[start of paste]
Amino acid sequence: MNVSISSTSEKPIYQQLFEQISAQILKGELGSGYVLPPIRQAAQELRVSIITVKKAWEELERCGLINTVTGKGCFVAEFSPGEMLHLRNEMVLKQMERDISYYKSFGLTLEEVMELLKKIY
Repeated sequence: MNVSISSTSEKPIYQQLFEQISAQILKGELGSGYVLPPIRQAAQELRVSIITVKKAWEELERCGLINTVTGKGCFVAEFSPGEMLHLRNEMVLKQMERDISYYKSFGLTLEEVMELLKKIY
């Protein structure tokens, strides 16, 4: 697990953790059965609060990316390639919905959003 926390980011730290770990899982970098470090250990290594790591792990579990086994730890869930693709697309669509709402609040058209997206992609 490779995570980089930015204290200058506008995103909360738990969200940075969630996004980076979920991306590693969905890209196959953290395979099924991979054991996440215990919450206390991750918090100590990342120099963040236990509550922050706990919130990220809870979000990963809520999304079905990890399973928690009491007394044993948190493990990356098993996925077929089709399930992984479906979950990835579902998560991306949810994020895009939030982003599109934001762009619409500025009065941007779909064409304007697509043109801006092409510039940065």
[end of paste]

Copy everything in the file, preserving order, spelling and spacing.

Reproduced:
Amino acid sequence: MNVSISSTSEKPIYQQLFEQISAQILKGELGSGYVLPPIRQAAQELRVSIITVKKAWEELERCGLINTVTGKGCFVAEFSPGEMLHLRNEMVLKQMERDISYYKSFGLTLEEVMELLKKIY
Repeated sequence: MNVSISSTSEKPIYQQLFEQISAQILKGELGSGYVLPPIRQAAQELRVSIITVKKAWEELERCGLINTVTGKGCFVAEFSPGEMLHLRNEMVLKQMERDISYYKSFGLTLEEVMELLKKIY
């Protein structure tokens, strides 16, 4: 697990953790059965609060990316390639919905959003 926390980011730290770990899982970098470090250990290594790591792990579990086994730890869930693709697309669509709402609040058209997206992609 490779995570980089930015204290200058506008995103909360738990969200940075969630996004980076979920991306590693969905890209196959953290395979099924991979054991996440215990919450206390991750918090100590990342120099963040236990509550922050706990919130990220809870979000990963809520999304079905990890399973928690009491007394044993948190493990990356098993996925077929089709399930992984479906979950990835579902998560991306949810994020895009939030982003599109934001762009619409500025009065941007779909064409304007697509043109801006092409510039940065």